Blood type incompatible donation occurs when a transplant candidate receives a kidney from a living donor with a non-matching blood type. To decrease the risk of rejection of the donated organ, the candidate receives specialized medical treatment before and after the transplant. This may include removing the transplant candidate’s spleen during the transplant.
Positive crossmatch donation involves a living donor and a transplant candidate who do not match because the candidate has certain antibodies (a protein substance) that will immediately react against the donor’s cells and cause the transplant to fail. Specialized medical treatment (plasmapheresis) is provided to prevent rejection. This type of donation is usually only considered when no other living donors match.
How do I become a living donor?
1. Contact a transplant center
If you know a person you would like to help through living-directed donation, talk to him or her and contact the transplant program where the person is listed. If you would like to be a living non-directed donor, contact a transplant center of your choice to find out if they have this type of donation program.
When you contact transplant center staff, they will typically ask for your consent to begin a basic medical screening. With your consent, the transplant center staff will ask you questions about your medical history to find out if you have any conditions that would keep you from being a donor.
2. Have an initial screening
This initial screening is typically followed by a blood test to see if you are compatible with the intended transplant candidate. If you are not compatible with that person, you may have other options to donate. These options include paired exchange, blood type incompatible donation or positive crossmatch donation.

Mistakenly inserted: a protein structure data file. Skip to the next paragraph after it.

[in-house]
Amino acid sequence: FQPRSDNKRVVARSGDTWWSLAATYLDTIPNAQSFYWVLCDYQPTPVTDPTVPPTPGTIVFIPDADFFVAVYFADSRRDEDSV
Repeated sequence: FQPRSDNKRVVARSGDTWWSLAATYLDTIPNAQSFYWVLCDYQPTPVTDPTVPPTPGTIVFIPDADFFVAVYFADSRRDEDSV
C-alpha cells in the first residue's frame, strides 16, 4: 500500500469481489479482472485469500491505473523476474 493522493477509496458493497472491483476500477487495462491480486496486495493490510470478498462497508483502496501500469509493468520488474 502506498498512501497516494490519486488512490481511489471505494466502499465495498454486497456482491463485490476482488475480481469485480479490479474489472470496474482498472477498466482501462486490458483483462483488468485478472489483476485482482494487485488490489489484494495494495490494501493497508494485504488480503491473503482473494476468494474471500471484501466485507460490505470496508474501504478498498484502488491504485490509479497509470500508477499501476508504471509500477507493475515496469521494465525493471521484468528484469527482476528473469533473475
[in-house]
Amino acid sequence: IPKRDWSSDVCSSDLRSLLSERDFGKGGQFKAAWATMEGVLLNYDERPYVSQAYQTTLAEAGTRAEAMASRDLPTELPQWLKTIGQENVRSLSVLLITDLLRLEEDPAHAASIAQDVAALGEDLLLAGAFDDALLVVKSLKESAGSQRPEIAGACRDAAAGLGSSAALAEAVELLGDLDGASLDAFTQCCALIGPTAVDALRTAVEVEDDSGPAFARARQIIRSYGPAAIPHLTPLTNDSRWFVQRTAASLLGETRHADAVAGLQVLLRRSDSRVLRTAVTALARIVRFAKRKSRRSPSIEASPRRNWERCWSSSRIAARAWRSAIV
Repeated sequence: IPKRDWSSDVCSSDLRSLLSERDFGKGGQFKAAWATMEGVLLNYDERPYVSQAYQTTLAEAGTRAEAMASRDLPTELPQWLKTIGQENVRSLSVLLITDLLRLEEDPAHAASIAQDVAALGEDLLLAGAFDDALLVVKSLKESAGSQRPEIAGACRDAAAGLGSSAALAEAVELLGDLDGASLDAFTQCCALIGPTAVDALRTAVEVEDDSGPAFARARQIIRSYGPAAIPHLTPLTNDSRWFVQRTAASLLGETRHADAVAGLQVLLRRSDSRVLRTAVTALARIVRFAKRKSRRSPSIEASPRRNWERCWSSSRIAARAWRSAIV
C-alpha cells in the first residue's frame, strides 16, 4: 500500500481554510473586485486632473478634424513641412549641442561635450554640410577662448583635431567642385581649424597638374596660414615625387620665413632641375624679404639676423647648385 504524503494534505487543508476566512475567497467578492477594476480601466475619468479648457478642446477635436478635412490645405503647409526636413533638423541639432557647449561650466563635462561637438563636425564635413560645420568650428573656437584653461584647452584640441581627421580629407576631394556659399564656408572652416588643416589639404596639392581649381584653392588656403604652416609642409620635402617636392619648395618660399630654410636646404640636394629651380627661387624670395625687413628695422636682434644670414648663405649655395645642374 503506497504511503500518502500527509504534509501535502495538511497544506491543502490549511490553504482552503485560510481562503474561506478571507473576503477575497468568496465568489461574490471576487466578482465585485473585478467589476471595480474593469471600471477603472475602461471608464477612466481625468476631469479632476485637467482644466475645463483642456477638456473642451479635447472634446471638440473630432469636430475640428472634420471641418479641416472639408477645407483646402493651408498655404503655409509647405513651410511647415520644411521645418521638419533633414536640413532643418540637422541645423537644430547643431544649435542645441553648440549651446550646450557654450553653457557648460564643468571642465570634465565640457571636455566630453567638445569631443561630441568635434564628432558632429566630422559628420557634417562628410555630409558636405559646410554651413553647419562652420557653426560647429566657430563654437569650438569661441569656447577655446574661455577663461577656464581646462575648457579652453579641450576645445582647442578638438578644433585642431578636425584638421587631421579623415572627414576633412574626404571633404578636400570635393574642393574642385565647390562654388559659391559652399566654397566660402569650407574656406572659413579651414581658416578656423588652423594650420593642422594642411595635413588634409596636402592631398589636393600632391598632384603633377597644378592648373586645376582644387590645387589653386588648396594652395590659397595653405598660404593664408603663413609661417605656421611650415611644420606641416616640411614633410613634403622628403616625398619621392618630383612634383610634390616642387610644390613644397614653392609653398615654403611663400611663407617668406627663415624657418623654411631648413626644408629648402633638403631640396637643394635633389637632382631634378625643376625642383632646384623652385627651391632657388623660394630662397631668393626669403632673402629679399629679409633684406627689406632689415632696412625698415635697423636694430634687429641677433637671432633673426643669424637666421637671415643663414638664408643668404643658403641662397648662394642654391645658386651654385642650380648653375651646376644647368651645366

3. Get an independent donor advocate
Transplant centers are required to provide an independent donor advocate (IDA) or IDA team for all potential donors. Your IDA should not be part of the potential transplant recipient’s medical team. The IDA will assist you during the donation process.
Reviewing national and transplant center data may affect your decision to become a donor; however, there are limited long-term data available on how living donors do over time.
Talk with your transplant center about their living donor follow-up procedures and ask about data they have collected. They are often able to provide you useful information such as:
- the number of living donor surgeries performed at the center,
- the percentage of living donors who receive two years of required follow-up,
- the number of living donors who have had medical problems, including any incidents, reported to the UNOS patient safety system,
- transplant recipient and transplanted organ survival rates and
- any Medicare outcome requirements that the center has not met (such as meeting expectations relating to the number of transplants done and recipient and organ survival rates).
For more information on how to start the process of becoming a living donor, contact a living donor transplant program in your area. You can find contact information for living donor transplant programs and other helpful patient information at UNOS TransplantLiving.org.
* We have extracted this information from UNOS where Dr. Denise Alveranga is the Minority Transplant Professional Representative Denise Alveranga, M.D., FACP, FASN
For more information, please visit the UNOS website.